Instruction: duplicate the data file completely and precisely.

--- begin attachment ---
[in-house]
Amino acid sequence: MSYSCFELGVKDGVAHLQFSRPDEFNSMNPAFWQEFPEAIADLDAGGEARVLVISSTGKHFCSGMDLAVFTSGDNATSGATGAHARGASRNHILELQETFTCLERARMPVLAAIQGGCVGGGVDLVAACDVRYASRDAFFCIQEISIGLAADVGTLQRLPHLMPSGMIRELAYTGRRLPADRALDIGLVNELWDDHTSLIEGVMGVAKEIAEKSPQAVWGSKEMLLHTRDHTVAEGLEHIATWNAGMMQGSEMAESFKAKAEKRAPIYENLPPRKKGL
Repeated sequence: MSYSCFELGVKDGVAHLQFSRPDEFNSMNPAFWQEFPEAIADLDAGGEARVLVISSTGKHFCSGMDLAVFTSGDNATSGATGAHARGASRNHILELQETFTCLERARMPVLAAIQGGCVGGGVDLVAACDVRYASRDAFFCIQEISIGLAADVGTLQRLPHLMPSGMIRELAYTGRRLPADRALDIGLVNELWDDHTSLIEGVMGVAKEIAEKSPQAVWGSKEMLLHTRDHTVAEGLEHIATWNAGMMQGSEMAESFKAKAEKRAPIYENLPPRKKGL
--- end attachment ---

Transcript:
[in-house]
Amino acid sequence: MSYSCFELGVKDGVAHLQFSRPDEFNSMNPAFWQEFPEAIADLDAGGEARVLVISSTGKHFCSGMDLAVFTSGDNATSGATGAHARGASRNHILELQETFTCLERARMPVLAAIQGGCVGGGVDLVAACDVRYASRDAFFCIQEISIGLAADVGTLQRLPHLMPSGMIRELAYTGRRLPADRALDIGLVNELWDDHTSLIEGVMGVAKEIAEKSPQAVWGSKEMLLHTRDHTVAEGLEHIATWNAGMMQGSEMAESFKAKAEKRAPIYENLPPRKKGL
Repeated sequence: MSYSCFELGVKDGVAHLQFSRPDEFNSMNPAFWQEFPEAIADLDAGGEARVLVISSTGKHFCSGMDLAVFTSGDNATSGATGAHARGASRNHILELQETFTCLERARMPVLAAIQGGCVGGGVDLVAACDVRYASRDAFFCIQEISIGLAADVGTLQRLPHLMPSGMIRELAYTGRRLPADRALDIGLVNELWDDHTSLIEGVMGVAKEIAEKSPQAVWGSKEMLLHTRDHTVAEGLEHIATWNAGMMQGSEMAESFKAKAEKRAPIYENLPPRKKGL